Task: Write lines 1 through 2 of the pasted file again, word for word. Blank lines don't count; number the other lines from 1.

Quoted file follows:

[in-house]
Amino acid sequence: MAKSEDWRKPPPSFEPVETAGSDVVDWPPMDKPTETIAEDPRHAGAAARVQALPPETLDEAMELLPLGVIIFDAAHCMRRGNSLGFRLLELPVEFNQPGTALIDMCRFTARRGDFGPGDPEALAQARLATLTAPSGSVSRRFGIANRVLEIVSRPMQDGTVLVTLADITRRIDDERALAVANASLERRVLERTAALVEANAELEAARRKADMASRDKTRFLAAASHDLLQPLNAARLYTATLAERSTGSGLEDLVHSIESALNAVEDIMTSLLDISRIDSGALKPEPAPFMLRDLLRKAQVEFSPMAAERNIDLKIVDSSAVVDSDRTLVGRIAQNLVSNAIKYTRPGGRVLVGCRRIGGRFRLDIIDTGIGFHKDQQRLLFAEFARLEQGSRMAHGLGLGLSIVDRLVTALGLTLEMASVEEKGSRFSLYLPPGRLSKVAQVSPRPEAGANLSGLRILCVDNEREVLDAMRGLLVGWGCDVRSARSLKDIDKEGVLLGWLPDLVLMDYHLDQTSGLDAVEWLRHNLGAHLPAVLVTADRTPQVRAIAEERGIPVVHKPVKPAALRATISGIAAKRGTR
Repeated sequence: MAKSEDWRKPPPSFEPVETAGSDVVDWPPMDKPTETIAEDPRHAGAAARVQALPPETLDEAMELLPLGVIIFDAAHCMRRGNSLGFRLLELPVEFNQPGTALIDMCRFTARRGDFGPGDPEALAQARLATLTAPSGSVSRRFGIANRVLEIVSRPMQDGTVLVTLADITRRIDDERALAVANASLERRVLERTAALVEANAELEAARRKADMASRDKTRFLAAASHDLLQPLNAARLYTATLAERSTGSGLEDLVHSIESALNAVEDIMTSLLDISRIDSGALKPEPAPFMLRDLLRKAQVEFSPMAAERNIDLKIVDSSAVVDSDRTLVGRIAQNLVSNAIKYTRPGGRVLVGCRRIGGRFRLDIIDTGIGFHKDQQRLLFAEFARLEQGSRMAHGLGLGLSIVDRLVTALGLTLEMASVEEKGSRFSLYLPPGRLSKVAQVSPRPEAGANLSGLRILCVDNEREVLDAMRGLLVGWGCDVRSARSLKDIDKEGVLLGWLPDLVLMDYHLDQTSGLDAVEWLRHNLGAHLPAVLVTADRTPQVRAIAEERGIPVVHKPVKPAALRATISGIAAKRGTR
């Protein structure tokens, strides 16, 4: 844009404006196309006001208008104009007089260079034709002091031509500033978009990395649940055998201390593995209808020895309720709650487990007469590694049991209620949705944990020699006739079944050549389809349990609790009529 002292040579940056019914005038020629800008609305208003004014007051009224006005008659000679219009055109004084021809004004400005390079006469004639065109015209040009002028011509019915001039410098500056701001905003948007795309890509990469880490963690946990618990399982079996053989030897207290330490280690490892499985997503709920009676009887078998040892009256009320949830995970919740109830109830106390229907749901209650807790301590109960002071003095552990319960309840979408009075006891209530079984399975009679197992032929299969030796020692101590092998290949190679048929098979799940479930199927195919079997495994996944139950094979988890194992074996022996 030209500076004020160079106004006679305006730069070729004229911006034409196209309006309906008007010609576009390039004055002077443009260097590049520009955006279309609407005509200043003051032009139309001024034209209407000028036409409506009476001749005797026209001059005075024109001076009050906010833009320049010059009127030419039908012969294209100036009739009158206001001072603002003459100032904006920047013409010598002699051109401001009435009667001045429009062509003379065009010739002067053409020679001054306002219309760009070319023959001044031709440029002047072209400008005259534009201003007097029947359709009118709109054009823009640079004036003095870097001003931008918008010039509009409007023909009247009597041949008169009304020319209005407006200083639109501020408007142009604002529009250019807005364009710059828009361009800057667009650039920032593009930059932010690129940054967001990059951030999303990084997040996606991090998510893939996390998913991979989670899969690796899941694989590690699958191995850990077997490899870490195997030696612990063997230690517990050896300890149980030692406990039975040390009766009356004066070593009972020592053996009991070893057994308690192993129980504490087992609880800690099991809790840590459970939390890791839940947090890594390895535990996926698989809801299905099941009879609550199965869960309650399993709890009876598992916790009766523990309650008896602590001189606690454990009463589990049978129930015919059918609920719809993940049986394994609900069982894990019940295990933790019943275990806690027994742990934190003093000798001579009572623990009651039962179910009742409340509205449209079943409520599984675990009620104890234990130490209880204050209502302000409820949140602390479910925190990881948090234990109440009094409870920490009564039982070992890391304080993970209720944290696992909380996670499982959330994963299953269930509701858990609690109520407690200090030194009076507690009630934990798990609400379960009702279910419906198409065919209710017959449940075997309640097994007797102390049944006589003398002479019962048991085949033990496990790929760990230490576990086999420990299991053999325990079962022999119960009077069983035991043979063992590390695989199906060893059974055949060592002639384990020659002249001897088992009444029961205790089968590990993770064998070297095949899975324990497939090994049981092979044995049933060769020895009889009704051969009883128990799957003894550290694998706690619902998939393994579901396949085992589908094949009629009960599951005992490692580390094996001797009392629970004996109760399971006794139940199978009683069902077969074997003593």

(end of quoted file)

[in-house]
Amino acid sequence: MAKSEDWRKPPPSFEPVETAGSDVVDWPPMDKPTETIAEDPRHAGAAARVQALPPETLDEAMELLPLGVIIFDAAHCMRRGNSLGFRLLELPVEFNQPGTALIDMCRFTARRGDFGPGDPEALAQARLATLTAPSGSVSRRFGIANRVLEIVSRPMQDGTVLVTLADITRRIDDERALAVANASLERRVLERTAALVEANAELEAARRKADMASRDKTRFLAAASHDLLQPLNAARLYTATLAERSTGSGLEDLVHSIESALNAVEDIMTSLLDISRIDSGALKPEPAPFMLRDLLRKAQVEFSPMAAERNIDLKIVDSSAVVDSDRTLVGRIAQNLVSNAIKYTRPGGRVLVGCRRIGGRFRLDIIDTGIGFHKDQQRLLFAEFARLEQGSRMAHGLGLGLSIVDRLVTALGLTLEMASVEEKGSRFSLYLPPGRLSKVAQVSPRPEAGANLSGLRILCVDNEREVLDAMRGLLVGWGCDVRSARSLKDIDKEGVLLGWLPDLVLMDYHLDQTSGLDAVEWLRHNLGAHLPAVLVTADRTPQVRAIAEERGIPVVHKPVKPAALRATISGIAAKRGTR